When the lashkar program began in Pakistan, U.S. officials described the move as a promising sign of Pakistani resistance to the Taliban. But Lt. Col. Michael Shavers, a U.S. military spokesman, said American military assistance to Pakistan does not fund lashkars.

In a report this year to Pakistan's Parliament, a federal minister responsible for the nation's frontier regions, Najmuddin Khan, said the government is "providing full monetary, material and moral support to these lashkars," according to Pakistani news reports. In interviews, however, security officials acknowledged that the program was never systematized and that arms, training and payment were given only on a case-by-case basis.

To many tribesmen who stood up to the Taliban, the inconsistent support amounts to betrayal. In the village of Bazad Khel, adjacent to Matanai, lashkar leader Fahim ur Rehman said authorities have given his 600-member force "not even a knife" in two years, despite initial promises of support.

Even so, Rehman's men have fought alongside Pakistani forces in nearby Khyber, he said, and have methodically tracked down militants who once menaced the area with kidnappings, killings and attacks on police. On a recent day, Rehman showed off lists of captured militants and cellphone photos of the bodies of insurgents killed by his forces.

But Pakistani authorities often released the militants after they were turned over, he said. Insurgents, meanwhile, have bombed Rehman's home and offices several times, killing dozens and causing his automotive and real estate businesses to falter, he said. After spending about $400,000 of his money on the lashkar, Rehman said, he is selling his vehicles and stopping patrols.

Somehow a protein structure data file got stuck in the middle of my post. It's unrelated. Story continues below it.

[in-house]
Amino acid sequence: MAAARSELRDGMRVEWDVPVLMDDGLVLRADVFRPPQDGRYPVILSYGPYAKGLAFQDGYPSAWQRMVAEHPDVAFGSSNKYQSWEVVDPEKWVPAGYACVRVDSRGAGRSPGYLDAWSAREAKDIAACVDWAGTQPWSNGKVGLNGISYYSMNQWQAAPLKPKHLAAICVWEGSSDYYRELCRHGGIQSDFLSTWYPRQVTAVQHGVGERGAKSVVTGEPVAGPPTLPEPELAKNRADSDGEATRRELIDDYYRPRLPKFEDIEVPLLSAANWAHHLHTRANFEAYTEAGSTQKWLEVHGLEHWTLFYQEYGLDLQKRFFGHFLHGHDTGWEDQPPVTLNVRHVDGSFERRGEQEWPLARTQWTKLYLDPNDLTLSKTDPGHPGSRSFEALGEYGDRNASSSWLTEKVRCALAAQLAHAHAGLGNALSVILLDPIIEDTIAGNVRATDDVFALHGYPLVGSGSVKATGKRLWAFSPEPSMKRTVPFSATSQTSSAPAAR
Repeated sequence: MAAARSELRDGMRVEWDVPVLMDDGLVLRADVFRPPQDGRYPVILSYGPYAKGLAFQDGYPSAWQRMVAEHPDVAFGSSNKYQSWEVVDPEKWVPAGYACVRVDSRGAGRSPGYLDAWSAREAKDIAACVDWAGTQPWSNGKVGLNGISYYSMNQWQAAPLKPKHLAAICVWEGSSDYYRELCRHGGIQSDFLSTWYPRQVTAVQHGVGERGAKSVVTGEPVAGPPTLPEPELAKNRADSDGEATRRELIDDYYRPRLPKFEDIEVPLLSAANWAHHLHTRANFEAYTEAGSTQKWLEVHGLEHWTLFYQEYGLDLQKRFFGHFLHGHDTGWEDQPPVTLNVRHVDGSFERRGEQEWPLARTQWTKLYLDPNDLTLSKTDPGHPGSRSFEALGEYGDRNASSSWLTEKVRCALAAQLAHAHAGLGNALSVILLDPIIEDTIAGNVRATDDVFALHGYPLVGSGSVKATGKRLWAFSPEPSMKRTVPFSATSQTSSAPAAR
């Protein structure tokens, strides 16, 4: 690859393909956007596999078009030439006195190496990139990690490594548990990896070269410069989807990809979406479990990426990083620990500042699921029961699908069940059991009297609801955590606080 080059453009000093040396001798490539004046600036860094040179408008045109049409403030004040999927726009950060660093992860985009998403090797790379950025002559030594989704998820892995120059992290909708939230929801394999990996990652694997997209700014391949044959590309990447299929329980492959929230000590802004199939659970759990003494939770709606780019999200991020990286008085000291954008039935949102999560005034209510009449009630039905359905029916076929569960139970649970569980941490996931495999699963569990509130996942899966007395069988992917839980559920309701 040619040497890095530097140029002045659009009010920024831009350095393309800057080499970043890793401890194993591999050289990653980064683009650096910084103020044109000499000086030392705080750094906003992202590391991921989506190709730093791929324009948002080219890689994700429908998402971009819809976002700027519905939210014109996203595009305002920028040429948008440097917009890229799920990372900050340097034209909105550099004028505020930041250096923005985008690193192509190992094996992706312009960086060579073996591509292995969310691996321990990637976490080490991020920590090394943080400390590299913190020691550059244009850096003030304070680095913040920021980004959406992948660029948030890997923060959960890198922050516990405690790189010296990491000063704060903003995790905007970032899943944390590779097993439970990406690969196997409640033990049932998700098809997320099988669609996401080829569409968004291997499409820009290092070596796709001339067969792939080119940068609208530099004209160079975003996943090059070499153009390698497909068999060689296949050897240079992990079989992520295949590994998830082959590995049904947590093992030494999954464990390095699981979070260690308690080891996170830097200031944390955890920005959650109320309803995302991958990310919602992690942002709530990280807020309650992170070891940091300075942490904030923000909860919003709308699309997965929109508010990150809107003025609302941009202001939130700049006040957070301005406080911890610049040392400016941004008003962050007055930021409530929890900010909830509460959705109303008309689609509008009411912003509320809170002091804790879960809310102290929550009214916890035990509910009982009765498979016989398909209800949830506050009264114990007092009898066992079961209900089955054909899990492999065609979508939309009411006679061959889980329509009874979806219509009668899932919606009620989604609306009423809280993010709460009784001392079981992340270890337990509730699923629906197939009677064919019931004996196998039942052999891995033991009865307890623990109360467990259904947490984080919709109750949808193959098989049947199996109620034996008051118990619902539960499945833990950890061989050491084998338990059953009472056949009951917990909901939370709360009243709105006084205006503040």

"If the police did their job, they could stop militancy," Rehman said, a pistol on his right thigh as he drove through the teeming village that is under his watch. "Instead, they ask people like me to do it."

'Government Taliban'

Human rights activists say the lashkars inhabit a disturbing gray area. Though they are not formally trained in law enforcement, they are, in practice, encouraged to kill and capture suspected militants. In one recent incident, a tribal militia torched 13 houses of alleged insurgents in the Bajaur tribal area.

Pakistan's top human rights lawyer has criticized lashkars, as has Amnesty International, which referred to them as "government Taliban." Some security officials echo that concern.

"We have not really supported that concept, because someday they may come to haunt you," said Lt. Gen. Asif Yasin Malik, the Peshawar-based army commander for troops in Pakistan's northwest.

To some observers, the lashkars symbolize the overarching problem of Pakistan's outdated tribal system. Under British-era rules, tribes in the area have relative independence and are responsible for their security. In recent years, that autonomy has made the area fertile ground for the Taliban and al-Qaeda, which poorly armed tribal groups can hardly match, said Pakistani researcher Imtiaz Gul.

"Basically, you need police," said Gul, author of "The Most Dangerous Place," a book about Pakistan's tribal areas. "What would help would be to integrate these areas into the mainland."

But police are weak even in parts of the northwest outside the tribal areas, such as Matanai. Here, Noor Malik's band of men roam about his garden brandishing rifles and wearing vests packed with ammunition, insisting they are determined to keep the peace.

Malik and a co-commander, Dilawar Khan, boasted that they have rejected Taliban offers of $500,000 to disband their lashkar. Now, they said, that is the price on each of their heads.

But they expressed disgust with what they said was a lack of support from Pakistani authorities, who, Malik said, gave them 30 AK-47s and some ammunition but little else.

"Poor people join the militants and get vehicles, guns, control and influence," Khan said. "On the other hand, in fighting them, people like us are growing weaker."

Special correspondent Haq Nawaz Khan contributed to this report.